Review Article: Glamorising the Gothic

By Spooner, Catherine | Gothic Studies, May 2011 | Go to article overview

Review Article: Glamorising the Gothic


Spooner, Catherine, Gothic Studies


Gothic: Dark Glamour, The Museum at the Fashion Institute of Technology, New York, 5 September 2008 - 21 February 2009.

Valerie Steele and Jennifer Park, Gothic: Dark Glamour (New Haven and London: Yale University Press 2008), 160 pp. ISBN: 978-0-300-13694-4

The link between fashion and Gothic is self-evident to most of us, visible everywhere in contemporary culture from magazines and music videos to the clothes worn by our students (and perhaps colleagues), but is explored in an academic context only rarely. New York's Fashion Institute of Technology has rectified this with the first major exhibition devoted to Gothic fashion. Gothic: Dark Glamour has received international press attention, and will almost certainly be regarded as a landmark event by future generations of Gothic scholars.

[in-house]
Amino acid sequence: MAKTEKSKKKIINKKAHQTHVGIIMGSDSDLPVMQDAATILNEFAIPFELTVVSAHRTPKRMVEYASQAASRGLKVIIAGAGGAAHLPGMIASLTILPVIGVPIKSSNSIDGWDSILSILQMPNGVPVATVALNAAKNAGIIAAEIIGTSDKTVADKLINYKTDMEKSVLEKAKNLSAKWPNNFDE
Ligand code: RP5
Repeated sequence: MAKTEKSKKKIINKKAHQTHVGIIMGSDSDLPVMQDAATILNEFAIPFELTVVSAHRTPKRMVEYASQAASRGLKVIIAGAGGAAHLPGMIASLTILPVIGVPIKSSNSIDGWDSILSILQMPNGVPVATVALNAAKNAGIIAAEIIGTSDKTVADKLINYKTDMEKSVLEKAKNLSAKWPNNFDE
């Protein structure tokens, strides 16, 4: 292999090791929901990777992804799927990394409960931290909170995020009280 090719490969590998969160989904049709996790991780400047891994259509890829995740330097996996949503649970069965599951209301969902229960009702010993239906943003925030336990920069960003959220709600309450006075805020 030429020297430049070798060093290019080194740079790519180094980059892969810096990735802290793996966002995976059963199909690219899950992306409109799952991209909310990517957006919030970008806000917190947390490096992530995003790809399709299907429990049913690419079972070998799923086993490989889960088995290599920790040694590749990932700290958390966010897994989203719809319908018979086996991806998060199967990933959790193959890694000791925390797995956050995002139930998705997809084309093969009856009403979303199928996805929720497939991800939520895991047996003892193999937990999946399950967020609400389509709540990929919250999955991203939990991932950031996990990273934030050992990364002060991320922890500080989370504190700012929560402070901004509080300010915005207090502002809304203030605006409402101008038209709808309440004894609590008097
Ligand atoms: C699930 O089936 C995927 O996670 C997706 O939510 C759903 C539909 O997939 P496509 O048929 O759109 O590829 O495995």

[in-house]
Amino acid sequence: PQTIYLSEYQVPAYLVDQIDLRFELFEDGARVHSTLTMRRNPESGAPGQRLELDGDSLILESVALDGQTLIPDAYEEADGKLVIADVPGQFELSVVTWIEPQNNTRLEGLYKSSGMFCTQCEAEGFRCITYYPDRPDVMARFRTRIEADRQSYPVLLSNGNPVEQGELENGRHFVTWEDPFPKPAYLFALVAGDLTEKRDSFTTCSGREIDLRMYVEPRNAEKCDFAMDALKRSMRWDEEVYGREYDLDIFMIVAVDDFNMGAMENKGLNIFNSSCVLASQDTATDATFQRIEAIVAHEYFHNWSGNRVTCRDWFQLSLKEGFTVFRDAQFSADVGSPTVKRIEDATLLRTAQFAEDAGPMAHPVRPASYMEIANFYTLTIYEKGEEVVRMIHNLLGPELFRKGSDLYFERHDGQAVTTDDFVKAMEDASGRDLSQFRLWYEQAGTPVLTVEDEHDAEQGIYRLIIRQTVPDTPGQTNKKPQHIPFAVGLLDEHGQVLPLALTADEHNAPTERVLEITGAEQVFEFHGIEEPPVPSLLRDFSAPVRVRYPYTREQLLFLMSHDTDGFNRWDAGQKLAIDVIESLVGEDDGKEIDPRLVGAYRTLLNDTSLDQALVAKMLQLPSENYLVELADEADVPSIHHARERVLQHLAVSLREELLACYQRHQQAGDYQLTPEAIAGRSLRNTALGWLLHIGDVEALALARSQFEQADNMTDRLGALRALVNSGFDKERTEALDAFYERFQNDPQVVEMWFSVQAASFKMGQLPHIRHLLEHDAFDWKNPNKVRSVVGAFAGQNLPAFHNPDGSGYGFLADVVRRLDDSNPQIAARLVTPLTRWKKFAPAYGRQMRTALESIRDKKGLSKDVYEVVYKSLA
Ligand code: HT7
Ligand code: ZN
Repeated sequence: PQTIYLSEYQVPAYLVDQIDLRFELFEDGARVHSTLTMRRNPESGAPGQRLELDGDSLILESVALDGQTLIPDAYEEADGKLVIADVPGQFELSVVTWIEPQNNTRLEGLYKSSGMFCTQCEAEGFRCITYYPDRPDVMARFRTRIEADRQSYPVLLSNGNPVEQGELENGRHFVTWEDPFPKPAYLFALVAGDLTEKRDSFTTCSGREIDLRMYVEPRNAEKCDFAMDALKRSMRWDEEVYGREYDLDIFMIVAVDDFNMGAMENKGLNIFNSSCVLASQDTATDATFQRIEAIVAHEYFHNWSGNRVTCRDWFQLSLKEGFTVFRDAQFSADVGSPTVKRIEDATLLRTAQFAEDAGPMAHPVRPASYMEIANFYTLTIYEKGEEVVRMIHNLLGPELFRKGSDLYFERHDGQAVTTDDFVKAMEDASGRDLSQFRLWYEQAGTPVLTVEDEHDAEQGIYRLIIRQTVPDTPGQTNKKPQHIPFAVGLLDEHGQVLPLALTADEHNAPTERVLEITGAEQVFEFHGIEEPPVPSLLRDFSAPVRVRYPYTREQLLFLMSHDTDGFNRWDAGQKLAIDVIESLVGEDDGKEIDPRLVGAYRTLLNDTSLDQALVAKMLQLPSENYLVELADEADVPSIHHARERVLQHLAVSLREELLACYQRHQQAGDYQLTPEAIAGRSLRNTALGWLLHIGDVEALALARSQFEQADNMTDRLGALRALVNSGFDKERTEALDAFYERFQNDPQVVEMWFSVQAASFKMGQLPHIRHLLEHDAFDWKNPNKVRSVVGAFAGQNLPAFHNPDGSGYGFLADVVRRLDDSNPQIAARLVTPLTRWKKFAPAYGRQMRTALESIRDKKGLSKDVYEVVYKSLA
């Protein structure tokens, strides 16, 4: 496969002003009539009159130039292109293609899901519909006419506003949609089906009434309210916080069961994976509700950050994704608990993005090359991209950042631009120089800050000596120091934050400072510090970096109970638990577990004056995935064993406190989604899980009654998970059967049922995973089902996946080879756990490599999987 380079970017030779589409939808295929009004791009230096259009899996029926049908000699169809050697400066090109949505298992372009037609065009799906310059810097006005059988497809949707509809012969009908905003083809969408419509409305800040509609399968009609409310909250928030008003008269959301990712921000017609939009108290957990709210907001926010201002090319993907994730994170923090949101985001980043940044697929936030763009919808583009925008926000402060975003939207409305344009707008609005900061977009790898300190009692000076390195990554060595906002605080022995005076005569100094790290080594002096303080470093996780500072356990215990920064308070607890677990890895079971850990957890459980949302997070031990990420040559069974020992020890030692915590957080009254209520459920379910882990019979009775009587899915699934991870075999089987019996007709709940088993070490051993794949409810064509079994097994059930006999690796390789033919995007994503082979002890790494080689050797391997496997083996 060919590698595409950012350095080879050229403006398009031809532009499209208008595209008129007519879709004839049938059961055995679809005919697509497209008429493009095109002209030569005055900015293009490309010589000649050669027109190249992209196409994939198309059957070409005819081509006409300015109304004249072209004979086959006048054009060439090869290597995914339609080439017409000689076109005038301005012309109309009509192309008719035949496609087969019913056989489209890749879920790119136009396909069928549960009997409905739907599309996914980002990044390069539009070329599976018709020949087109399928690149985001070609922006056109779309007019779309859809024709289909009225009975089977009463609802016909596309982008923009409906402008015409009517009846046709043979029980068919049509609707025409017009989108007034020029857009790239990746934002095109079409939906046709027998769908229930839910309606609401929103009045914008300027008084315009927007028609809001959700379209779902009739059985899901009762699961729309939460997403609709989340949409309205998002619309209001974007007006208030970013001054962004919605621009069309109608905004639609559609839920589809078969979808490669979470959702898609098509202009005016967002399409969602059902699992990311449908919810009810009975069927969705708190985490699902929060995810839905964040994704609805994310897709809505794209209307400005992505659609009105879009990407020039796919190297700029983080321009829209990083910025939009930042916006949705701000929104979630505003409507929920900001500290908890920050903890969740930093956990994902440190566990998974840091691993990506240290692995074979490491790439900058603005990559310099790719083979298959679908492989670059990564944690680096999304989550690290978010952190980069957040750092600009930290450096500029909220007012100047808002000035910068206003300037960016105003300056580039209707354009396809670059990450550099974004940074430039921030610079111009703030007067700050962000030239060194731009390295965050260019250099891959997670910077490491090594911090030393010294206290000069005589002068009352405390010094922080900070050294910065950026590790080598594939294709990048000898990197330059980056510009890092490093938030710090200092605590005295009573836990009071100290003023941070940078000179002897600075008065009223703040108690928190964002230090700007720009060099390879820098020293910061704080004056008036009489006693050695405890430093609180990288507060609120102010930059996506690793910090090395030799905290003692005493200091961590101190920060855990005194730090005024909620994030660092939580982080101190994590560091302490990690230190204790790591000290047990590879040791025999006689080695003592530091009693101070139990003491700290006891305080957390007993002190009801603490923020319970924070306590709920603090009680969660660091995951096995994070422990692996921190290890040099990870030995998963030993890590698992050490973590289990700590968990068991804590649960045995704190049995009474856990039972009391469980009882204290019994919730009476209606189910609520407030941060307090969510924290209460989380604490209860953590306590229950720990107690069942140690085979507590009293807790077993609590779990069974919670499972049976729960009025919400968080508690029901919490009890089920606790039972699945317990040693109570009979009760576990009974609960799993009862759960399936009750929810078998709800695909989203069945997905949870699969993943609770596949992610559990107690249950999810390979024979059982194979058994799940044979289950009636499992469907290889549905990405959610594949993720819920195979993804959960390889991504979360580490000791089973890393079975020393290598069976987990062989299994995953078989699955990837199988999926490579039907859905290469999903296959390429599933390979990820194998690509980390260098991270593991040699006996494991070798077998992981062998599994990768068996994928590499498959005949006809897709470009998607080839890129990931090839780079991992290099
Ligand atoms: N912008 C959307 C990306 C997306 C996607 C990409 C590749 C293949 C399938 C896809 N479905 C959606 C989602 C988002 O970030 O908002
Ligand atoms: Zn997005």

There is something peculiarly timely about the exhibition. On the catwalks, the Pre-Fall and Autumn/Winter 2008 shows included Gothic-influenced collections by Chanel, Givenchy, Alexander McQueen, Luella Bartley and Gareth Pugh among others. Even Prada, the Italian label renowned for its minimalist, intellectual approach to style, themed a collection around black lace. In the UK, the high street was flooded with little black dresses tricked out with high lace collars and faux-jet beading, and celebrity stylist Gok Wan provided his own version of the trend on Channel 4's Fashion Fix. Meanwhile a rash of publications on Goth subculture have focused academic interest on Goth subcultural style.1 Curator Valerie Steele, one of the world's leading fashion historians, has captured a moment perfectly.

The exhibition is spectacular, an extraordinary synthesis of subcultural style, designer fashion and historical costume displayed with remarkable sensitivity not only to the clothes themselves but also to the underlying themes and imagery of Gothic. On the two separate occasions I visited at the beginning of February 2009, groups of American teens sporting black eyeliner and multiple piercings were gathering beside the exhibition logo ('Gothic' in a suitably spooky font) to have their photos taken, and a group of students sketched a life model in a black taffeta and tulle ball gown posing under a projected full moon. This is not merely an exhibition; it has the feeling of an event.